Masterpieces throughout the Vatican Museums

9 November 2018 – 9 March 2019
Vatican Museums

A “journey within the journey” along the entire Vatican Museums tour itinerary, a “dispersed” exhibition that from 9 November will open its doors to celebrate the great German scholar Johann Joachim Winckelmann, father of modern archaeology and precursor of today’s art historians.
Preceded and already announced in May in the study day on the Montalto Collection in Villa Negroni, “Winckelmann. Masterpieces throughout the Vatican Museums” is the exhibition of the year that symbolically brings to a conclusion the many initiatives intended to render homage to the renowned archaeologist in the dual anniversary – 300 years since his birth, and 250 since his tragic death in Trieste.

In the years of his “dazzling” stay in Rome (1755-1768), the Vatican Museums as we know them did not yet exist, but Winckelmann already visited the Vatican Belvedere and returned repeatedly to admire the statues conserved there. Indeed, it was due to his favourable judgement that many antiquities that he studied during his visits to the monuments and collections of the Eternal City were then purchased by the pontiffs. The exhibition, curated by Guido Cornini and Claudia Valeri, is intended to highlight precisely this role of the Vatican collections as a cornerstone for the studies, theories and writings of the renowned German archaeologist. All sectors of the museums have been involved in this impressive and original exhibition project that offers the visitor a thematic itinerary with several pauses for in-depth analysis, 50 to be precise, corresponding to the 50 selected works – and valued graphically and in terms of content – on the basis of the role Winckelmann attributed to them in the construction of his aesthetic thought.

Room XVII of the Pinacoteca was instead dedicated to the presentation of the figure and his age. The screening of a film and the display of some of his most important writings help to understand better the atmosphere and cultural climate that characterised the city of Rome around the mid-eighteenth century. Winckelmann arrived in 1755 for a brief stay and instead spent the rest of his life in Italy, enchanted by the grandiose beauty of the antiquities: he devoted all his attention and prodigious talent to them.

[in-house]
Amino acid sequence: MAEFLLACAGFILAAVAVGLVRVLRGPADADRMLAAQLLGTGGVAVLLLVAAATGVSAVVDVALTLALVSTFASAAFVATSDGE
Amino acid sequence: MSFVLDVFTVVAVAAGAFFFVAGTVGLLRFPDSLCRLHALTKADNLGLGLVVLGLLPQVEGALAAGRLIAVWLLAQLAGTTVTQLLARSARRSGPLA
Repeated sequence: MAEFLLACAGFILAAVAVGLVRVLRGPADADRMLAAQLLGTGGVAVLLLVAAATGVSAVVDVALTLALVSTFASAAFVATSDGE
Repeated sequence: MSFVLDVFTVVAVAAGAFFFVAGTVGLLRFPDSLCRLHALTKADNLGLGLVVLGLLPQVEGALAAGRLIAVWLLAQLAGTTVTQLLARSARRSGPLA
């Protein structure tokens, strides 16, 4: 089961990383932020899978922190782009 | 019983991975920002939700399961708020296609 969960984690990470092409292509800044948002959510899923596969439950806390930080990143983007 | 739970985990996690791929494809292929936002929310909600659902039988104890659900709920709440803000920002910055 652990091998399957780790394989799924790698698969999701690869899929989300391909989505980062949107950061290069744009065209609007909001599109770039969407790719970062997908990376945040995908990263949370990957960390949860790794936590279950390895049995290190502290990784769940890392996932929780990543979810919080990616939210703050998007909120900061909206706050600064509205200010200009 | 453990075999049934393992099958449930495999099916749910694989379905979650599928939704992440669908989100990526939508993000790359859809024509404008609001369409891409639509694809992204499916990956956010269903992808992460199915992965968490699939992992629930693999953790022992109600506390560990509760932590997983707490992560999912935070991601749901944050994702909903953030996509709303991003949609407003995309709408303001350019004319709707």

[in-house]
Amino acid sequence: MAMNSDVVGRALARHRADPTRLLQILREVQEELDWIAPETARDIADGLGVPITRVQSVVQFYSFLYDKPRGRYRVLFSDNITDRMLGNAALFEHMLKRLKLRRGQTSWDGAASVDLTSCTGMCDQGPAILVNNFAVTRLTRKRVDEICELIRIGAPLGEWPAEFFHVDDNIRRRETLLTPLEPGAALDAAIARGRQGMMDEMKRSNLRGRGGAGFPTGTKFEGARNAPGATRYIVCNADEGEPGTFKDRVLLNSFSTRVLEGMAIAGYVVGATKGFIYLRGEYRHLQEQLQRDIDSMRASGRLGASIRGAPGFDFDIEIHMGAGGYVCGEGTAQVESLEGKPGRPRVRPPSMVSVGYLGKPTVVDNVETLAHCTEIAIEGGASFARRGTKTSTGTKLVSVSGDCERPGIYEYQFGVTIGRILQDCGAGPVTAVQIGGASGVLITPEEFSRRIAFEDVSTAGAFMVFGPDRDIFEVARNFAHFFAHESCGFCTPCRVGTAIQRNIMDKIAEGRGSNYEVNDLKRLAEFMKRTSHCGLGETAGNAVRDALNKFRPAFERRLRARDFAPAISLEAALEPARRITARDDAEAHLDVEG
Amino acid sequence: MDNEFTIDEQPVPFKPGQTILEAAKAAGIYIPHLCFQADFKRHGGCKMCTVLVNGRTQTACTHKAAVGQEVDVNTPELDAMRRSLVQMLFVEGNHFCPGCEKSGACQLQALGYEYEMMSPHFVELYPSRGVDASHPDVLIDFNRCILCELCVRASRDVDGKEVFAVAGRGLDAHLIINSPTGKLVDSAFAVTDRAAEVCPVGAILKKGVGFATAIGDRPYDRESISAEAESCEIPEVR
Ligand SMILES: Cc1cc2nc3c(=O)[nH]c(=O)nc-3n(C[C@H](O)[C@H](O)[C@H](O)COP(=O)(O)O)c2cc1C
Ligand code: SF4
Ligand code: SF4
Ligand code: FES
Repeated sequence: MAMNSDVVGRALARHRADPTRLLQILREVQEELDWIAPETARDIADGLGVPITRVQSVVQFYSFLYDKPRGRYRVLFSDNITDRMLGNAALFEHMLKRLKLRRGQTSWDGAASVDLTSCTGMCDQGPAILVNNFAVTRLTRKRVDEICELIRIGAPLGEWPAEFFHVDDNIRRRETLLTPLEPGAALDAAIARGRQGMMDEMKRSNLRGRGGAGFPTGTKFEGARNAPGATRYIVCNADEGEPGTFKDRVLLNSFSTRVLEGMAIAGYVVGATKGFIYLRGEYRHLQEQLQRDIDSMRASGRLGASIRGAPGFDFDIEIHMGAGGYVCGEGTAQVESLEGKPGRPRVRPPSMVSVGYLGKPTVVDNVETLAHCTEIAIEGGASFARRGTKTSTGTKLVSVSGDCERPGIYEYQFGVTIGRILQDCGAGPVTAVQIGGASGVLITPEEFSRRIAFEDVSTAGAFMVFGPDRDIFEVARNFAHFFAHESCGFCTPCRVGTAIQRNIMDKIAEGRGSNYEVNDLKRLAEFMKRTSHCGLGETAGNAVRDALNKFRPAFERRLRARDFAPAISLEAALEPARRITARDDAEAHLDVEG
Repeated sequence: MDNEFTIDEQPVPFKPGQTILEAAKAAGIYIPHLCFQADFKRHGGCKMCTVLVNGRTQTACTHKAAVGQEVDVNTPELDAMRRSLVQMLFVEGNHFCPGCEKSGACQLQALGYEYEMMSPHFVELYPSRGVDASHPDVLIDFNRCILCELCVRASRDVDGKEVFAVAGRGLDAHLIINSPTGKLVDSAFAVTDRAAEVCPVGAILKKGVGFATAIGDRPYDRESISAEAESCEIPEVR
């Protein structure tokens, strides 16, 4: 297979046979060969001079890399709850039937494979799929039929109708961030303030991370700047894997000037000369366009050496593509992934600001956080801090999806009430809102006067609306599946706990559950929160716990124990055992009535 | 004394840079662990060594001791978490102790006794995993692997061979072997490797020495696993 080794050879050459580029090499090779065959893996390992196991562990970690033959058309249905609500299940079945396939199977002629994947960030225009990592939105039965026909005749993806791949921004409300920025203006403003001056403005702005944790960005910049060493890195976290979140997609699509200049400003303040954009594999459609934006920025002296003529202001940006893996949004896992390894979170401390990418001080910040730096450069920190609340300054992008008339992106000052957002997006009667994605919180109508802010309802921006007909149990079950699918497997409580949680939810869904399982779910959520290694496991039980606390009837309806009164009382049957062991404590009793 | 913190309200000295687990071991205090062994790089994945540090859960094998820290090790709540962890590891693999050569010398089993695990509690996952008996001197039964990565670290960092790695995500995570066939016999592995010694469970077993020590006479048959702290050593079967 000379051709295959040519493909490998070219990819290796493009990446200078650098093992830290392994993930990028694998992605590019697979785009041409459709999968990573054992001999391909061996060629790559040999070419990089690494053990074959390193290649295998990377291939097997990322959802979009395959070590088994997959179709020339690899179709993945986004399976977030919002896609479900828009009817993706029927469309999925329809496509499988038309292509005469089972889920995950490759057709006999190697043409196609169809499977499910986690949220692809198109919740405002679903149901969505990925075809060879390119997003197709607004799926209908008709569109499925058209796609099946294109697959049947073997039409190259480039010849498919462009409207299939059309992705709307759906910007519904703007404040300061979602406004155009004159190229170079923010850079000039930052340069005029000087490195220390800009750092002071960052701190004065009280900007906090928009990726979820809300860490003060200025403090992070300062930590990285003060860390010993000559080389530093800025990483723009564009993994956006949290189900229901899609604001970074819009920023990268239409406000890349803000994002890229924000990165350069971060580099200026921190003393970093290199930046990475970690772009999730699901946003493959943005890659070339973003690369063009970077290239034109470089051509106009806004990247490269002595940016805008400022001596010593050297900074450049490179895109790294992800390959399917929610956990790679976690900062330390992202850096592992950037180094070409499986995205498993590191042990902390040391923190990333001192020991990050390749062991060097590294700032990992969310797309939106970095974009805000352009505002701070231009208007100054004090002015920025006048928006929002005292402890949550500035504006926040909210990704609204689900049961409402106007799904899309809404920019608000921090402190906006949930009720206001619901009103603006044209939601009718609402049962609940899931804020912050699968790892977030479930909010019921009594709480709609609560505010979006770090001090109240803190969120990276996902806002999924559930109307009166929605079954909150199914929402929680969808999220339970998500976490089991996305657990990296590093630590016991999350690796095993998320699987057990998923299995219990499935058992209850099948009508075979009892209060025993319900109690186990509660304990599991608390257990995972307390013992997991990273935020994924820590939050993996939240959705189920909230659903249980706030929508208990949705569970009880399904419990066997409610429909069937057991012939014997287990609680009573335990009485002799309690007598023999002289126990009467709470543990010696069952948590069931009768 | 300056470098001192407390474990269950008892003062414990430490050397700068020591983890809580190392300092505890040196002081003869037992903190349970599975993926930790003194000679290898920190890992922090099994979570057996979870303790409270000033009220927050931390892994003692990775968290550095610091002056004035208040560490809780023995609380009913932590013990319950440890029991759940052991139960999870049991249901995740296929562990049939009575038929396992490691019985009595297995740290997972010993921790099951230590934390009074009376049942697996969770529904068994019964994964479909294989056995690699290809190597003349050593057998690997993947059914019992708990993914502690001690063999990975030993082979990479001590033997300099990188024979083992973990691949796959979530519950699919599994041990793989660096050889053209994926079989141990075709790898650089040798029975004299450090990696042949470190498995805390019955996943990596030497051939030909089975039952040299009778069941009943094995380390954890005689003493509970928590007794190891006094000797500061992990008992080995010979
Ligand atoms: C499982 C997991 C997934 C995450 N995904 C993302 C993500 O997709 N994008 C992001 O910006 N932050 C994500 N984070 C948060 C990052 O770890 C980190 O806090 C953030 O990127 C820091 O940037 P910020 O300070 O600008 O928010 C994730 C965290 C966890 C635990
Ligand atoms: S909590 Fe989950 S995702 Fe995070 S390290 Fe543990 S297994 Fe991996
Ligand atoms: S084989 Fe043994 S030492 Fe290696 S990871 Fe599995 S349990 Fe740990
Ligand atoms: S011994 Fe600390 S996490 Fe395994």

Useful info

Exhibition: Winckelmann. Masterpieces throughout the Vatican Museums
Location: Vatican Museums
Duration: 9 November 2018 – 9 March 2019
Ticket: free and included in the Museums entry ticket
Opening hours: those of the Museums (entry from 09.00 a.m. – 04.00 p.m., closing at 06.00 p.m.)
Catalogue: Edizioni Musei Vaticani

N.B.: Free entry to the Vatican Museums and the exhibition every last Sunday of the month.
Opening hours: 09.00 a.m. – 02.00 p.m., last entry at 12.30 p.m.



Fresco Depicting St. Paul

In the niche of the short corridor that unites the Baptistery of the Basilica of St. Paul Outside the Wallswith the room dedicated to Gregory XVI, there is a beautifully resorted fresco depicting St. Paul. The work is attributed to Antonio di Benedetto degli Aquili, better known as Anonianzzo Romano.

The elegantly coffered vault across from the aforementioned fresco is also decorated with brightly colored frescoes. At the base of the vault and along the perimeter of the niche, there is a grotesque frieze featuring fantastical animals interspersed with small palm trees. This roman ornamentation is decorative and demonstrates a typical the Italian Renaissance (XV-XVI century) pictorial practice.

The vault was most likely painted after the fresco of the saint because of its style and the quality of the frieze connected to it, which is more consistent in painted layers and uses more vibrant colors. The vault also appears to be of a different craftsmanship.

Coffered Vault Frieze

Niche Frieze with St. Paul






State of Conservation